Pesky persimmons: No easy fix for fruity mess

By Neil Sperry | Published Wednesday, March 26, 2014

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Dear Neil: Is there any way to keep wild persimmons from bearing fruit? We track the mess into our house, and they make the patio almost unusable.

I’m often asked that question relative to fruiting mulberries, and unfortunately, the answer is about the same for both. There is no mechanical or chemical means of preventing or removing fruit before it becomes messy.

While I don’t want to be the executioner for what might otherwise be very nice trees, your only recourse short of removing them will be to sweep or blow them away daily (or more often). I wish I had a more satisfactory answer for you.

Dear Neil: My wife has seen an ad for a grass that says it was “Bred in Texas to help save one of our most precious resources – water!” It says they will ship plugs to us and that we will need to ” get ready for a green lawn – in sun or in shade.” What do you know about this grass? Are its claims true or just hype?

I’ve rewritten my answer three times. I so want to caution you against believing extravagant claims. You do not want to buy turfgrass through the mail any more than you would want to buy new carpeting that way. Talk to a local sod vendor, and buy new turfgrass where you can see what you’ll be getting ahead of time. Buy it from someone who can refer you to a home where that grass has been growing for a year or two, so you can see how it is performing.

Although it’s a different type of grass, the ad you’re describing is very similar to the zoysia ads that have been running for many decades. This is not a grass that I’m comfortable recommending to you.

Dear Neil: I have a constantly enlarging ring of dead grass in my lawn. I tried insecticides, and I replaced the grass, but the dead circular area continues to spread. Any idea what this might be and what can be done?

I’ll give it my best shot, but I have to admit that without a photo and without even knowing what type of grass is involved, my shot is one taken “in the dark.”

I’m asked this same general question many times each year. When I delve into the details, I usually hear that there are trees involved, perhaps the side of the house and other things that are casting shade onto the grass. When it’s a circular area, that suggests to me that it might be the ground directly beneath a shade tree. As the tree gets larger, so does the shade pattern.

Even St. Augustine, our most shade-tolerant grass, requires at least four to six hours of direct sunlight per day in the growing season. Without it, it thins and disappears.

If you have a tree anywhere near the center of this dying area, shade is the issue, and it’s time to plant a shade-tolerant groundcover such as mondograss or its big sister liriope, English ivy or even purple wintercreeper euonymus or Asian jasmine. I hope that helps.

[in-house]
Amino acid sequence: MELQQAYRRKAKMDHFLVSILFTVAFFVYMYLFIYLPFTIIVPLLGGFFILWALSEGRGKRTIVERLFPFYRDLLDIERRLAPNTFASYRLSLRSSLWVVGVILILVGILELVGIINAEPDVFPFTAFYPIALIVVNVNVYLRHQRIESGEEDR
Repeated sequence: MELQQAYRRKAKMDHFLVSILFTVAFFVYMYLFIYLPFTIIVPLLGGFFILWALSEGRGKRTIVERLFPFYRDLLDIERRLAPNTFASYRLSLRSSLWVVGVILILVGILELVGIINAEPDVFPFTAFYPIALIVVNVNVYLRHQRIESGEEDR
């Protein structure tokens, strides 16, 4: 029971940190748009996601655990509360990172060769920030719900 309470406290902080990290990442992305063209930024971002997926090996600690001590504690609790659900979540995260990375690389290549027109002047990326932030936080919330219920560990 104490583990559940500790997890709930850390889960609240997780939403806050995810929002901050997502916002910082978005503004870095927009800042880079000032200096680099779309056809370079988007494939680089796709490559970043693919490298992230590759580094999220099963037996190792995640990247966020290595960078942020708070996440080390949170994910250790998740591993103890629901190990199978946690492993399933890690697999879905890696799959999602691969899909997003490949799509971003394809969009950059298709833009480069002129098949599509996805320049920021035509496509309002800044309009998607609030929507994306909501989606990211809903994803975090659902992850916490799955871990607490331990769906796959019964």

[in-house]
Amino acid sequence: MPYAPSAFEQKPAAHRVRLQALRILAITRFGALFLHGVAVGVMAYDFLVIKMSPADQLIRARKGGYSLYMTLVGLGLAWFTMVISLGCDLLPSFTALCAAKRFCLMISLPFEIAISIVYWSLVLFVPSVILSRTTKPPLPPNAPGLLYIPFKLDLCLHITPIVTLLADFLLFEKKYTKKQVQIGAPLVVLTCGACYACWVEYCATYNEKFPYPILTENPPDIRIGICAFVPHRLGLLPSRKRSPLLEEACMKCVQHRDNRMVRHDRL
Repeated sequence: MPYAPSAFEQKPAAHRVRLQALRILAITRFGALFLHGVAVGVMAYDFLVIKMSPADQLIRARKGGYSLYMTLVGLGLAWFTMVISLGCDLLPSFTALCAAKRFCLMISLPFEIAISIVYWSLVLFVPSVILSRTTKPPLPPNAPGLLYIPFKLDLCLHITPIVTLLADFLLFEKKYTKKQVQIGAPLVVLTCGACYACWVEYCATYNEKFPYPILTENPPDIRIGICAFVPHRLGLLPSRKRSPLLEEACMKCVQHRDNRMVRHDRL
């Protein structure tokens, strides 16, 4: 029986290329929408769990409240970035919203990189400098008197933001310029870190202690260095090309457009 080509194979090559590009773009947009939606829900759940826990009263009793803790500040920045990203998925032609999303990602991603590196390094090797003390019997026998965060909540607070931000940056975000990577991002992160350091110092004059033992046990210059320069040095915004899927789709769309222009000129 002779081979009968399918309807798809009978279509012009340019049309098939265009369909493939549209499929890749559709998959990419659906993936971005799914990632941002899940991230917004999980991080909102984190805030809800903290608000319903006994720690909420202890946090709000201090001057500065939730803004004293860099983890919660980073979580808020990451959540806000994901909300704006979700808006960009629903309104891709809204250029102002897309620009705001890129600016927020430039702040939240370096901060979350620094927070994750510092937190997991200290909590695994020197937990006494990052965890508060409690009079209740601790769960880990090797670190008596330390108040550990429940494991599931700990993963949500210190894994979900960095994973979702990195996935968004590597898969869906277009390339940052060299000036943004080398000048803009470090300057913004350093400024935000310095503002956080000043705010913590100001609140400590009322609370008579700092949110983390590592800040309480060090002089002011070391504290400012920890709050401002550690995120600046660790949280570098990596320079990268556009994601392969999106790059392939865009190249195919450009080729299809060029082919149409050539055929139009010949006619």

Dear Neil: You mentioned a product that could be applied to pears to prevent fire blight. What was that, and how it is applied?

Spray agricultural streptomycin onto the pears while they are in full bloom. That time has passed for most pears for this year, and with freeze damage to the pear flowers over so much of Texas, it would have been difficult to get it applied anyway.

Bees carry the fire blight bacterium from an infected tree into the flowers of a healthy tree as they are pollinating the blooms. That’s why this spray must be made at the flowering time. Agricultural streptomycin is a specialty product that you’ll seldom see in national retail stores. You’re much better off buying through a local independent retail garden center or hardware store. They can order it for you if they don’t already have it on hand.

Dear Neil: I need your advice on plant spacings. Let me know if any of these might be too close. A Natchez crape myrtle 7 feet from concrete piers under house and 8 feet from concrete stairs; a Choctaw pecan 23 feet from the piers and from the roofline; a Texas red oak 15 feet from concrete piers; a cedar elm 18 feet from the house and piers and 13 feet from a concrete porch and sidewalk; and a chinquapin oak 12 feet from a wood fence. I have no problems currently. Just thinking ahead.

You’ve been busy measuring. Those distances sound quite adequate to me. I have several of those trees in similar settings, although mine are closer. Your best bet is to have a certified arborist check the trees every couple of years. Watch for roots that could cause damage to become obvious.

Dear Neil: I know you work with crape myrtles. What is your favorite white type that grows as a tree?

All crape myrtles are shrubs genetically, but we train the taller varieties into tree forms with reasonable ease. I have several that I like a great deal. Sarah’s Favorite White is somewhat available, and it’s a superior selection. Glendora White is what I have at my home. It is not one of the newer hybrid types, but I really like its large, tight flower heads. But it has become difficult to find.

Kiowa is a newer selection from the U.S. National Arboretum’s breeding program, and it’s outstanding. But it, too, is not common in nurseries. Natchez is the one that most often shows up in garden centers. It does have lovely trunk character and color, but I think the reason it’s most common is because it grows faster than the others in the wholesale nurseries. Nonetheless, all are good.

Have a question you’d like Neil to consider? Mail it to him in care of the Wise County Messenger, P.O. Box 149, Decatur, TX 76234 or email him at Neil regrets that he cannot reply to questions individually.

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